This blog post is intended to present some tried and true resources that I often share with families. I encourage you all, as readers and family members of children with food allergies, to share your own tried and true resources in the comments section. It’s important for us to share information and help each other stay informed.
For all things allergy-related, the Food Allergy Research and Education organization (FARE) website is chock full of useful information. I recommend spending some time exploring all it has to offer and bookmarking it to refer to later.
Allergy Free Recipes
The Kids with Food Allergies website has created an easy-to-use, searchable recipe database. You can search for recipes that are free of the top 8 allergens and corn.
The American Academy of Allergy Asthma & Immunology website has a lot of great information about food allergies, in addition to some tasty allergen-free recipes. Each recipe is marked with a key stating which allergens have been omitted.
If you think your child with a dairy and egg allergy has to miss out on your Great Aunt Mildred’s famous banana bread, think again… You may be able to substitute other ingredients for the butter and eggs. The Kids with Food Allergies website gives a good overview of the function of each allergen ingredient in a recipe and provides suggestions for good substitutions. Unfortunately, not all allergens have substitutions that will function in the same way, so the end product may not turn out exactly the same as the original, and you may want to find a new recipe.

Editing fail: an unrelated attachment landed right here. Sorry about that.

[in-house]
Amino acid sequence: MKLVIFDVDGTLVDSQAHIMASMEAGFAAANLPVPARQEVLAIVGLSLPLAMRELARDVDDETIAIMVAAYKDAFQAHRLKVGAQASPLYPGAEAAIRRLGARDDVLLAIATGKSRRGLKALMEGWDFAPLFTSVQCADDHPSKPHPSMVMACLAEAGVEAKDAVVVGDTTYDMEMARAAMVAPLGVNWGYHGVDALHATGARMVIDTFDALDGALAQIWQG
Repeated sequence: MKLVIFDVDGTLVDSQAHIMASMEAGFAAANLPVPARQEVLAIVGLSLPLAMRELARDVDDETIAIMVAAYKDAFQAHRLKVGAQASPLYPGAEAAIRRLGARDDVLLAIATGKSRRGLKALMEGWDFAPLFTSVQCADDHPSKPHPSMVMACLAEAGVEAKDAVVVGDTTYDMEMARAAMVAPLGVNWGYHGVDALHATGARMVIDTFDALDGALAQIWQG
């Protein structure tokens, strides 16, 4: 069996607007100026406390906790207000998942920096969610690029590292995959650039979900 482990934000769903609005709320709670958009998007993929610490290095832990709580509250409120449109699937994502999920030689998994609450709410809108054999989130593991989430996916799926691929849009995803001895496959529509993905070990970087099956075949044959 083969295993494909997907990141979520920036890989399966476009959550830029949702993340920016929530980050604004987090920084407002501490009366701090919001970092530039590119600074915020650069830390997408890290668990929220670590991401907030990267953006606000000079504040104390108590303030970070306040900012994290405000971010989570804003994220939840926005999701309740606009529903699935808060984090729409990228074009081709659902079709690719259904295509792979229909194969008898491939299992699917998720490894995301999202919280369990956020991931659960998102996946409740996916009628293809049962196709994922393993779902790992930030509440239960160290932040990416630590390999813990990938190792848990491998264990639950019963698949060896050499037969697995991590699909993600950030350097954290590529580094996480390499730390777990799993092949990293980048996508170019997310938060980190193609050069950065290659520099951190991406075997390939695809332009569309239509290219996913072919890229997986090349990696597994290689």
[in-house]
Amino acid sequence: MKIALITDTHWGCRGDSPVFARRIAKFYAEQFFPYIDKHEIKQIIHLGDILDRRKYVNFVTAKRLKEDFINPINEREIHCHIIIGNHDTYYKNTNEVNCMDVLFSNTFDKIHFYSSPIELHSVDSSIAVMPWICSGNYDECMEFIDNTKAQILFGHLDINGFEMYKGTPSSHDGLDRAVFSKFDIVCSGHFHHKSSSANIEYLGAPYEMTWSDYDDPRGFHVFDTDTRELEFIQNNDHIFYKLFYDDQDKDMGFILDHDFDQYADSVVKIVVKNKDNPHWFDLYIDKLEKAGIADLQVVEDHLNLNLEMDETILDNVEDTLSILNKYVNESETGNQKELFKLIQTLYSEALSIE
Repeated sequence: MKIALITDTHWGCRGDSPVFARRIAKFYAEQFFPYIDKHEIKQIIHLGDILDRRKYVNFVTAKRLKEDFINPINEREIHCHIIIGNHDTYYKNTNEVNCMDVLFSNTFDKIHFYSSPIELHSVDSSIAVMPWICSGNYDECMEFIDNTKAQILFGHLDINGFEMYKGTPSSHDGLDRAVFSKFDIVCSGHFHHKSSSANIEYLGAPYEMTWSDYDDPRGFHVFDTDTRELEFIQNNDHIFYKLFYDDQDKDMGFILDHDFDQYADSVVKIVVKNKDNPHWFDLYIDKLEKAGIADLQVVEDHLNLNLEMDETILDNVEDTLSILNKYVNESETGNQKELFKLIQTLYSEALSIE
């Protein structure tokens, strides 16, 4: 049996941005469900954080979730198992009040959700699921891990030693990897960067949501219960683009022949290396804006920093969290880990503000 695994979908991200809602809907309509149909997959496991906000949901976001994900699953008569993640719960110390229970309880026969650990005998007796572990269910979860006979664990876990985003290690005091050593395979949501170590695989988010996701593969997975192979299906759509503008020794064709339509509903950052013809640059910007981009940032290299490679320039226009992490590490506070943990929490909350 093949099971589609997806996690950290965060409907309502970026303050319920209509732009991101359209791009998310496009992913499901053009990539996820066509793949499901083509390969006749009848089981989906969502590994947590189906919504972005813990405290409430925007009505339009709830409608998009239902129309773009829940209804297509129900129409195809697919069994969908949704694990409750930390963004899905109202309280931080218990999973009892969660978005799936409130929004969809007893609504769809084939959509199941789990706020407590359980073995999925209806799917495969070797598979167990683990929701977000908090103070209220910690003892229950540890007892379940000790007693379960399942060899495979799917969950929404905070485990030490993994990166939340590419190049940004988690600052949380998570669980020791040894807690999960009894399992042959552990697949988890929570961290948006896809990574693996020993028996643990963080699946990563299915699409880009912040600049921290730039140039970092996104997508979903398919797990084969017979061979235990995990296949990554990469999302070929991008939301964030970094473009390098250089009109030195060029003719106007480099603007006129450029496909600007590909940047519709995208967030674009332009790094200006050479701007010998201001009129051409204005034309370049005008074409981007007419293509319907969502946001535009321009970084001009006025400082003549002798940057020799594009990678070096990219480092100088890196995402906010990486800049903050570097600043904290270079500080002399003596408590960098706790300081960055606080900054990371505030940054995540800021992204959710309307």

Allergy Friendly Manufacturers
We are lucky to live in a time when there are more allergy-friendly manufacturers than ever before. Children’s Hospital of Orange County has created one of the best resources I’ve come across thus far listing all allergy-friendly food manufacturers. You can check it out here.
Eating out at Restaurants
Want to find allergy-friendly restaurants in your area? Then Allergy Eats is the place to go! You can simply select your food allergy, type in your address, and voila - you have restaurant options. Each restaurant receives a rating, both overall and per allergen. You can also rate a restaurant yourself. To make it even easier to use, Allergy Eats has created an app that can be downloaded onto your smartphone.
Again in the food allergy community, we rely on each other for information and to stay informed. Do you have a tried and true online resource that you’ve found helpful? If so, please share it in the comments section.
-Leslie Stiles, MS, RD, LDN
There are many misconceptions about food allergies out there. In today’s post, we’ll summarize 3 of the most common misconceptions that we hear.
Food Allergies vs. Intolerances
Food allergies and food intolerances are often confused with each other but they are actually two separate conditions with different underlying causes, symptoms, and treatment. Read more about the differences between food allergies and intolerances here.
Testing for Food Allergies